Defenders of press freedom say the reason is clear: If sources believe their identities cannot be protected, they will not speak up.

"Ultimately, the biggest impact is in the message it sends to sources: If you talk to a journalist, we will get you," says Lucy Dalglish, dean of the Philip Merrill College of Journalism at the University of Maryland and former executive director of the Reporters Committee for Freedom of the Press. "The risk is that the public won't have access to the information it needs to make informed decisions at the ballot box about how this country should be run."


The latest debate centers on two classified leak investigations:

•The Justice Department obtained records this year for 20 phone lines belonging to the Associated Press. The department won't address the investigation directly, but, according to the AP, it's part of an administration effort to track down the source of a May 7, 2012, article about a foiled Yemen-based terrorist plot to bomb an airliner.

The report exposed a CIA informant inside al-Qaeda, taking a valuable asset out of play for the agency. The AP held off publishing the story until government officials indicated any sources were out of imminent danger.

Federal authorities first interviewed about 550 people, including officials who would have been aware of the informer in Yemen, and scoured the documentary record without success before secretly obtaining the AP phone records.

•In the second case, Justice Department officials obtained e-mails and phone records and tracked the movements of Fox News reporter James Rosen as part of an ongoing investigation of former State Department analyst Stephen Kim, who is charged with leaking a classified report on North Korea. The Justice Department has indicated it notified Fox's parent company, News Corp., of its subpoena of Rosen's records three years ago. Company officials said they have no record of such notification, The New York Times reported Sunday.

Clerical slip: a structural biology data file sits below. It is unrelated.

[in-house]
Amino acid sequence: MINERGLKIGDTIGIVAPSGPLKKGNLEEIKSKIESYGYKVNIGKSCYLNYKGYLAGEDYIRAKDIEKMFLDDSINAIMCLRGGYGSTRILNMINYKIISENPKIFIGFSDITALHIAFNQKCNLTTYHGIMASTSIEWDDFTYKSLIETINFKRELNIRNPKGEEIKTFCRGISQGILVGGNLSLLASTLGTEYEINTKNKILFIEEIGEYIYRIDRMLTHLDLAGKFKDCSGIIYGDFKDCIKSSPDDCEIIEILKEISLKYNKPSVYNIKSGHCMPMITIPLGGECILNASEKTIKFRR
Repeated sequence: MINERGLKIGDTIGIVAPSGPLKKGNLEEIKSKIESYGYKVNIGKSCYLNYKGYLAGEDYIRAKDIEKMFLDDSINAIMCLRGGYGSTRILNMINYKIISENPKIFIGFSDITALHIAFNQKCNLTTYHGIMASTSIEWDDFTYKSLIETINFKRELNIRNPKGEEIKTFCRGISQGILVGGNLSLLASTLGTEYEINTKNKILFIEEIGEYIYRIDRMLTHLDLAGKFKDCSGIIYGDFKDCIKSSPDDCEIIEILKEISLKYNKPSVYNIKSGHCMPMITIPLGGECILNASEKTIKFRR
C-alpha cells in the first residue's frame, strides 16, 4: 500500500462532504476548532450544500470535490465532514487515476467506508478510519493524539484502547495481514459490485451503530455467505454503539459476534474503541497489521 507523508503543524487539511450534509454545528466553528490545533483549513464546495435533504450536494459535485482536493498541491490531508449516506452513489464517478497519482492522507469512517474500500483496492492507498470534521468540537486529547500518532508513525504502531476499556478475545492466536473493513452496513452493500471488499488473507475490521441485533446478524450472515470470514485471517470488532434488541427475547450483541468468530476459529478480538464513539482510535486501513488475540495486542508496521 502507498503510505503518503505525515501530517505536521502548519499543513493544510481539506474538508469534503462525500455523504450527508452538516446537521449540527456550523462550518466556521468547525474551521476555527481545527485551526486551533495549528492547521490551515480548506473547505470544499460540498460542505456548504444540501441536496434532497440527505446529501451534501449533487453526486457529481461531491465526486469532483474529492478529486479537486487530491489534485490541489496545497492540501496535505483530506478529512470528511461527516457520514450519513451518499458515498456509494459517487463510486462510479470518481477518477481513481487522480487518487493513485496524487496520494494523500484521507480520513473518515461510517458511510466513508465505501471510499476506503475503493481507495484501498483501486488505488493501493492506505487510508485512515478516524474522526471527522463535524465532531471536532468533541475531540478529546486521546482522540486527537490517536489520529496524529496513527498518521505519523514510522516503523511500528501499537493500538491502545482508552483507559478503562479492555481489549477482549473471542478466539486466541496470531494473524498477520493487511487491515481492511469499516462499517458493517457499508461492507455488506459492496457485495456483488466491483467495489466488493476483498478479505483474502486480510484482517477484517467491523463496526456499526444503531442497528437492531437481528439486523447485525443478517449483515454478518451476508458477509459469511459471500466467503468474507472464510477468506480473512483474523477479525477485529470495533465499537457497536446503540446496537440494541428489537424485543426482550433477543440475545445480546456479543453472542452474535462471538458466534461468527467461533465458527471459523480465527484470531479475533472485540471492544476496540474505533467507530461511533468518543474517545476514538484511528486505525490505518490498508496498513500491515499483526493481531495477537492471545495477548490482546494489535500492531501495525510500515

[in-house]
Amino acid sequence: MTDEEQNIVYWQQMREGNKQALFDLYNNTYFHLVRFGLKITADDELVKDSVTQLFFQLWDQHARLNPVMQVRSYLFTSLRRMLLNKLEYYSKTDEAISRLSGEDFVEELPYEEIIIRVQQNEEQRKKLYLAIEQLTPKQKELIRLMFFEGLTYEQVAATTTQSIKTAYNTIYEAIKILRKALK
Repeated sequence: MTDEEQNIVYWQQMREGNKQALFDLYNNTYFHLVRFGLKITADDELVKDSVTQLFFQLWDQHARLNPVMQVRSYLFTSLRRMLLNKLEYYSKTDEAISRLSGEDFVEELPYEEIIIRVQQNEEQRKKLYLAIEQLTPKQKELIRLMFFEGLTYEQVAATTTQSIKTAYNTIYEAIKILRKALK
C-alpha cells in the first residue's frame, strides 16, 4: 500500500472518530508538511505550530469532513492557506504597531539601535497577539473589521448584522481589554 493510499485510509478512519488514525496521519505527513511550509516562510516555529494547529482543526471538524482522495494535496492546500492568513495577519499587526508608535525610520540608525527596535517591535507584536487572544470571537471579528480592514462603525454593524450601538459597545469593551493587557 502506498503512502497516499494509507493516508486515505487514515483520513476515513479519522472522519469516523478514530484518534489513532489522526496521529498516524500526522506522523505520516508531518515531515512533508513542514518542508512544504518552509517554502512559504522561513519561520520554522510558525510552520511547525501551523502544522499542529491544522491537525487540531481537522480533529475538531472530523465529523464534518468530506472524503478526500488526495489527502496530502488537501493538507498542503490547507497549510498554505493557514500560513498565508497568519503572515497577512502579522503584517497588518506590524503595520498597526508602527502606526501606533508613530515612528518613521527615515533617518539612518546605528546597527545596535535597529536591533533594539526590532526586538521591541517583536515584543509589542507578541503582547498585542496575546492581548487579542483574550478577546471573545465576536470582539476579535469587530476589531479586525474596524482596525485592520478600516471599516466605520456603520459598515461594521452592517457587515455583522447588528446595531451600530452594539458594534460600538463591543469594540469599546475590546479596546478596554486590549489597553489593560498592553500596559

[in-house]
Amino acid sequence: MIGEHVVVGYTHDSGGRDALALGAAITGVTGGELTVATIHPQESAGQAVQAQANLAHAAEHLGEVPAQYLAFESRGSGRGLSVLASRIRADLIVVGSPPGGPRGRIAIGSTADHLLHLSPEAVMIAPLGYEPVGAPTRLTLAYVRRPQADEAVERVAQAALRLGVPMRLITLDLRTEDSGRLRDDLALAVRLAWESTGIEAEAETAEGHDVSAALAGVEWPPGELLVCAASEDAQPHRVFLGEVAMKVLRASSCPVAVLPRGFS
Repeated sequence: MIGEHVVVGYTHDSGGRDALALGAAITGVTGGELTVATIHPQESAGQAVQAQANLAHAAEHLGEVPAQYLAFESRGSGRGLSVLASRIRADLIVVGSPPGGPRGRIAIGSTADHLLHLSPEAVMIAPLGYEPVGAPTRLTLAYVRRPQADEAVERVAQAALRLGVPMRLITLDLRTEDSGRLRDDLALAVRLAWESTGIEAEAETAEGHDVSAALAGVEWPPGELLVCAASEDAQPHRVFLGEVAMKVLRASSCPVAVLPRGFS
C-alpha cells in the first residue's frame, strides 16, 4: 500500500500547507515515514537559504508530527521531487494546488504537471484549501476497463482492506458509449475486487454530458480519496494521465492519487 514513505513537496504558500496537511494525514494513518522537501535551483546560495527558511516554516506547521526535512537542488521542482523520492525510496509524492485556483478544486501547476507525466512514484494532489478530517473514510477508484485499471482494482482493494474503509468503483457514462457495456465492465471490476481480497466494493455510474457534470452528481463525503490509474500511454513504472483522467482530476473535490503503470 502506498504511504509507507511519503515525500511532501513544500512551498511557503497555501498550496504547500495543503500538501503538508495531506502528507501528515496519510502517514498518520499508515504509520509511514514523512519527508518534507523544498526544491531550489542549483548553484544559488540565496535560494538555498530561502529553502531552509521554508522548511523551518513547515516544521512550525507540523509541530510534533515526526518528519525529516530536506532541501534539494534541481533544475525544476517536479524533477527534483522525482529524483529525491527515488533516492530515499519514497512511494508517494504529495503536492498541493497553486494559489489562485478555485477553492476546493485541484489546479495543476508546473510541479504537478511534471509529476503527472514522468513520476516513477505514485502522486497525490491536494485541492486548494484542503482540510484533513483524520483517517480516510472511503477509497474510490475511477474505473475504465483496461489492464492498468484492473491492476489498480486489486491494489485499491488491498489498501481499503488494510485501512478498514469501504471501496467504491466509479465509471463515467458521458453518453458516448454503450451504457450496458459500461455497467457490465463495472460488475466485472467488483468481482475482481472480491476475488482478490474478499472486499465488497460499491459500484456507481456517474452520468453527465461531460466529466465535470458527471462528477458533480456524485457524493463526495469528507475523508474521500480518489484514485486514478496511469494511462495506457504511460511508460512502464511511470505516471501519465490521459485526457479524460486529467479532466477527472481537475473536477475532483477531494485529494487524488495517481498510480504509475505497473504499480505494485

Perhaps most troubling to journalists, a search warrant affidavit filed in the Kim case said there was probable cause to believe Rosen was an "aider, abettor and/or co-conspirator" to a crime.

"You can't look at this and see it as anything other than an attempt to basically scare anybody from ever leaking anything ever again," NBC chief White House correspondent Chuck Todd said on air last week. "So they want to criminalize journalism, and that's what it's coming down to."

The White House refuses to comment directly about the probes involving the AP or Fox News because the investigations are ongoing. Administration officials note they aren't alone in their push to plug leaks. Republicans clamored for investigations after two intelligence leaks last year.

Thirty-one GOP senators, including Senate Minority Leader Mitch McConnell, R-Ky., called for the appointment of a special counsel to investigate who leaked to the AP that the CIA had foiled a Yemen-based plot to destroy a U.S.-bound airliner. Lawmakers also raised questions about a June 2012 report in The New York Times that divulged Obama had secretly ordered sophisticated attacks on computer systems at Iran's main nuclear enrichment facilities.